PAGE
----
In Review: The Island of Dr. Moreau #1

This is a fantastic adaptation of the timely science fiction-horror novel.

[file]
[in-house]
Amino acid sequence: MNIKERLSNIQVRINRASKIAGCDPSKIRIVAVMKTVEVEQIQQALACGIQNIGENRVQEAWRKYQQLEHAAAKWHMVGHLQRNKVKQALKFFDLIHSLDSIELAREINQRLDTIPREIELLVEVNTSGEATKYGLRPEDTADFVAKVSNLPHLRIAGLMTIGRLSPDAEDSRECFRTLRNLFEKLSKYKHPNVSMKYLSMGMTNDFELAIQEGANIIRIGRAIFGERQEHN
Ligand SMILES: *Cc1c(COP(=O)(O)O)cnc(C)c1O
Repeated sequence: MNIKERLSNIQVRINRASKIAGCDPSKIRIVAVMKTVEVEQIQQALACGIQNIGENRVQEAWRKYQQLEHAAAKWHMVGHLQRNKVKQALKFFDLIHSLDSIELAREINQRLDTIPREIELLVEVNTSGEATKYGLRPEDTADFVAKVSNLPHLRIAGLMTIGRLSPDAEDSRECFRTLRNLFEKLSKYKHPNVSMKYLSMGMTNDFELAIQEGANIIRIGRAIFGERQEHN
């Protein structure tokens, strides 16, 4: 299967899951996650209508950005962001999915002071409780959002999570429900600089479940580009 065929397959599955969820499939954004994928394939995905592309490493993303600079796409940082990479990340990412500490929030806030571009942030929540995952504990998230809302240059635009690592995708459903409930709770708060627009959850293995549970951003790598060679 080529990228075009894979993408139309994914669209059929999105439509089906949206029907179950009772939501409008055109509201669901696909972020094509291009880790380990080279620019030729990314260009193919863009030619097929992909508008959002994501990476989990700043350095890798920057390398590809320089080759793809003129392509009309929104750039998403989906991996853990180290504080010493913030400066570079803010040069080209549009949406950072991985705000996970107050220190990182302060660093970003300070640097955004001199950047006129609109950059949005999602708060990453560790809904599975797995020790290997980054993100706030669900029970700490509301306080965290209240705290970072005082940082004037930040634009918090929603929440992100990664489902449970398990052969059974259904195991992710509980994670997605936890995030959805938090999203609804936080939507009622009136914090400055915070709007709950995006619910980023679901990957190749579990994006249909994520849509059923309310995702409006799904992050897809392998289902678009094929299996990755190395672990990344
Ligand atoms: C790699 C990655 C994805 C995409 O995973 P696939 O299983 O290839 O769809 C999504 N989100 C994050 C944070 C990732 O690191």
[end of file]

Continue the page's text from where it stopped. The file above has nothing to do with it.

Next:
The covers: There are a pair of covers to pick up on the first half of this adaptation of the classic H.G. Wells tale. Both covers are illustrated by Gabriel Rodríguez, with one colored by Nelson Dániel. The Regular cover features an absolutely wicked looking white title on a gorgeous blood red background. Below this is the large image of leopard man who has one hand up. His appearance is startling, but his demeanor suggests something is not right. His face has several scars on it that mirror the horror of a famous Mary Shelley character. He looks to be in pain. In the lower right is a circle containing a startled Ellie Prendick. Her red hair and fair skin stand out on a light blue background. A horizontal panel at the bottom of this frontpiece features a close-up of an elderly man’s face on a rust colored background. He’s holding up a small scalpel that has a generous amount of blood on its blade. The Retailer Incentive cover is in black and white, with the leopard man in blue. This is good, but I prefer the colored version. Overall grades: Regular A and RI A-